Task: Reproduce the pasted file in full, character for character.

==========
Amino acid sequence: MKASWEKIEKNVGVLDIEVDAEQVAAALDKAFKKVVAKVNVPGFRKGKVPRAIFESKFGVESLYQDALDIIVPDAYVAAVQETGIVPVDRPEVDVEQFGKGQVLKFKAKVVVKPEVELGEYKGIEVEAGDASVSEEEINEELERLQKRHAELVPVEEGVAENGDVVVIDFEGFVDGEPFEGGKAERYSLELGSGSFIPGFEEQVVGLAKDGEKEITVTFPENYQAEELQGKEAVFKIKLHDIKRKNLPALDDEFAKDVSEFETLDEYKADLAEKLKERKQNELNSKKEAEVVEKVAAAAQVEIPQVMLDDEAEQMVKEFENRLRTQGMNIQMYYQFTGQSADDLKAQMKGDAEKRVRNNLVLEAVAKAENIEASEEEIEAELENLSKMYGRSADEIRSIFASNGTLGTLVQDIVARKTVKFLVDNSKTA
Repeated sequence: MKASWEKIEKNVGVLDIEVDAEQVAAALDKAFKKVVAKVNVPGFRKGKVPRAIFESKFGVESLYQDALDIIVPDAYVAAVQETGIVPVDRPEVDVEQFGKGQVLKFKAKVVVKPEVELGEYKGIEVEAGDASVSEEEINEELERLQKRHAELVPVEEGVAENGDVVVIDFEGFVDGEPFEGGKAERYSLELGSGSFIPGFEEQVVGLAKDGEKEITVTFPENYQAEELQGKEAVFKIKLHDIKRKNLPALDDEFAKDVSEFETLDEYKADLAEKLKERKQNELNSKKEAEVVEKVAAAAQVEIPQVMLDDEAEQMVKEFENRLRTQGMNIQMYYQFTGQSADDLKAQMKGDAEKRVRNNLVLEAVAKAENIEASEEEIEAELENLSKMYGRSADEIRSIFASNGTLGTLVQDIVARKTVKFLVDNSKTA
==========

Amino acid sequence: MKASWEKIEKNVGVLDIEVDAEQVAAALDKAFKKVVAKVNVPGFRKGKVPRAIFESKFGVESLYQDALDIIVPDAYVAAVQETGIVPVDRPEVDVEQFGKGQVLKFKAKVVVKPEVELGEYKGIEVEAGDASVSEEEINEELERLQKRHAELVPVEEGVAENGDVVVIDFEGFVDGEPFEGGKAERYSLELGSGSFIPGFEEQVVGLAKDGEKEITVTFPENYQAEELQGKEAVFKIKLHDIKRKNLPALDDEFAKDVSEFETLDEYKADLAEKLKERKQNELNSKKEAEVVEKVAAAAQVEIPQVMLDDEAEQMVKEFENRLRTQGMNIQMYYQFTGQSADDLKAQMKGDAEKRVRNNLVLEAVAKAENIEASEEEIEAELENLSKMYGRSADEIRSIFASNGTLGTLVQDIVARKTVKFLVDNSKTA
Repeated sequence: MKASWEKIEKNVGVLDIEVDAEQVAAALDKAFKKVVAKVNVPGFRKGKVPRAIFESKFGVESLYQDALDIIVPDAYVAAVQETGIVPVDRPEVDVEQFGKGQVLKFKAKVVVKPEVELGEYKGIEVEAGDASVSEEEINEELERLQKRHAELVPVEEGVAENGDVVVIDFEGFVDGEPFEGGKAERYSLELGSGSFIPGFEEQVVGLAKDGEKEITVTFPENYQAEELQGKEAVFKIKLHDIKRKNLPALDDEFAKDVSEFETLDEYKADLAEKLKERKQNELNSKKEAEVVEKVAAAAQVEIPQVMLDDEAEQMVKEFENRLRTQGMNIQMYYQFTGQSADDLKAQMKGDAEKRVRNNLVLEAVAKAENIEASEEEIEAELENLSKMYGRSADEIRSIFASNGTLGTLVQDIVARKTVKFLVDNSKTA